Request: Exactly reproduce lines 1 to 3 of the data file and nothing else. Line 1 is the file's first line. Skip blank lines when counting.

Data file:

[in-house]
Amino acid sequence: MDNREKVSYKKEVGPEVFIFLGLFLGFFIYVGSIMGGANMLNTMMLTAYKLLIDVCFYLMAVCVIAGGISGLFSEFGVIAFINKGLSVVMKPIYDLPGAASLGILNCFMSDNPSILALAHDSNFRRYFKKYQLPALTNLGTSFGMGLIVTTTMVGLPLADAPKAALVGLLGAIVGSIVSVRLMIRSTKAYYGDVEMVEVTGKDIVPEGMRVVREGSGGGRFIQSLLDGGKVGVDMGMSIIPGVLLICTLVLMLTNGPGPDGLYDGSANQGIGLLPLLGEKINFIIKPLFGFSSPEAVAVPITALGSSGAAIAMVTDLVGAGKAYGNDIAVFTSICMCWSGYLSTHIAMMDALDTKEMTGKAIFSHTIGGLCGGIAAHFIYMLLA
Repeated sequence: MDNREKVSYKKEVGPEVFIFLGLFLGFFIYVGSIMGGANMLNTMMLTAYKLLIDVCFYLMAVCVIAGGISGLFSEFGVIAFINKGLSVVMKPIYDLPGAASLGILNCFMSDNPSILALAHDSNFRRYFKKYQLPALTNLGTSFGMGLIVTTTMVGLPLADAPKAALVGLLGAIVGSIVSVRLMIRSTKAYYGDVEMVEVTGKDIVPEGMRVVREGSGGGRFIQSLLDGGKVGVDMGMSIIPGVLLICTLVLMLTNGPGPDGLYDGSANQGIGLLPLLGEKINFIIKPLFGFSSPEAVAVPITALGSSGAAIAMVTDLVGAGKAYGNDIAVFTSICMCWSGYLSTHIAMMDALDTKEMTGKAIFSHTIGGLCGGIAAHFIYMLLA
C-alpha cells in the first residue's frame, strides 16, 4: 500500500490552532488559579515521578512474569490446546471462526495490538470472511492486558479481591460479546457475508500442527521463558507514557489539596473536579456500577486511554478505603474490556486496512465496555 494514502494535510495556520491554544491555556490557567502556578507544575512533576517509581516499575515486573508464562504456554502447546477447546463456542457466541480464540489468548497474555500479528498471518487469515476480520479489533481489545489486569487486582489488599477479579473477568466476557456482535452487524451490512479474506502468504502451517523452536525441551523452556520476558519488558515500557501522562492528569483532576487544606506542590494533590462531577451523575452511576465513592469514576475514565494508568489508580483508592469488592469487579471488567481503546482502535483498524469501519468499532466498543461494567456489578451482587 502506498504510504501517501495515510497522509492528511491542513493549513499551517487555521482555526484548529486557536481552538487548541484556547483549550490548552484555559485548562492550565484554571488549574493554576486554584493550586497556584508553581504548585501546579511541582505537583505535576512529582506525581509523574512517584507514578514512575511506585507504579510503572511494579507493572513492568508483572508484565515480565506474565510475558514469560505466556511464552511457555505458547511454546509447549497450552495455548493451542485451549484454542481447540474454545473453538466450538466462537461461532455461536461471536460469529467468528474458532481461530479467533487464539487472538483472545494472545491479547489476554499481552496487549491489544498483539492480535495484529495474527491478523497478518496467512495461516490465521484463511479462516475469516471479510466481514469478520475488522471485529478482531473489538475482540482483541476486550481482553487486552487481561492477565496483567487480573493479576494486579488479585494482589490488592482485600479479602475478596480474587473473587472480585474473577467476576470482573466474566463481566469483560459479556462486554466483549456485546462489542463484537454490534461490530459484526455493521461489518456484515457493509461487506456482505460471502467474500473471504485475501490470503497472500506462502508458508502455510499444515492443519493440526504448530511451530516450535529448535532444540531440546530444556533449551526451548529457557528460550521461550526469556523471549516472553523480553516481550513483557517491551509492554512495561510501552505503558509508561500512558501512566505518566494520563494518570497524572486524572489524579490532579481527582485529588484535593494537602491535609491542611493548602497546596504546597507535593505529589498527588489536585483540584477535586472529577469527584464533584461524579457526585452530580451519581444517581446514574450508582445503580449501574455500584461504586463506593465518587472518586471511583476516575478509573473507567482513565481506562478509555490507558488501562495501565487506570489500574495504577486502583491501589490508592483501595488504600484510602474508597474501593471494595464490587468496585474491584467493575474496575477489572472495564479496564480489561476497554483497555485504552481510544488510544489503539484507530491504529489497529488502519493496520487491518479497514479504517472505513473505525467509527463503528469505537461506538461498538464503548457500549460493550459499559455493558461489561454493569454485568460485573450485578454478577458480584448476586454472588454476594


[in-house]
Amino acid sequence: MDNREKVSYKKEVGPEVFIFLGLFLGFFIYVGSIMGGANMLNTMMLTAYKLLIDVCFYLMAVCVIAGGISGLFSEFGVIAFINKGLSVVMKPIYDLPGAASLGILNCFMSDNPSILALAHDSNFRRYFKKYQLPALTNLGTSFGMGLIVTTTMVGLPLADAPKAALVGLLGAIVGSIVSVRLMIRSTKAYYGDVEMVEVTGKDIVPEGMRVVREGSGGGRFIQSLLDGGKVGVDMGMSIIPGVLLICTLVLMLTNGPGPDGLYDGSANQGIGLLPLLGEKINFIIKPLFGFSSPEAVAVPITALGSSGAAIAMVTDLVGAGKAYGNDIAVFTSICMCWSGYLSTHIAMMDALDTKEMTGKAIFSHTIGGLCGGIAAHFIYMLLA
Repeated sequence: MDNREKVSYKKEVGPEVFIFLGLFLGFFIYVGSIMGGANMLNTMMLTAYKLLIDVCFYLMAVCVIAGGISGLFSEFGVIAFINKGLSVVMKPIYDLPGAASLGILNCFMSDNPSILALAHDSNFRRYFKKYQLPALTNLGTSFGMGLIVTTTMVGLPLADAPKAALVGLLGAIVGSIVSVRLMIRSTKAYYGDVEMVEVTGKDIVPEGMRVVREGSGGGRFIQSLLDGGKVGVDMGMSIIPGVLLICTLVLMLTNGPGPDGLYDGSANQGIGLLPLLGEKINFIIKPLFGFSSPEAVAVPITALGSSGAAIAMVTDLVGAGKAYGNDIAVFTSICMCWSGYLSTHIAMMDALDTKEMTGKAIFSHTIGGLCGGIAAHFIYMLLA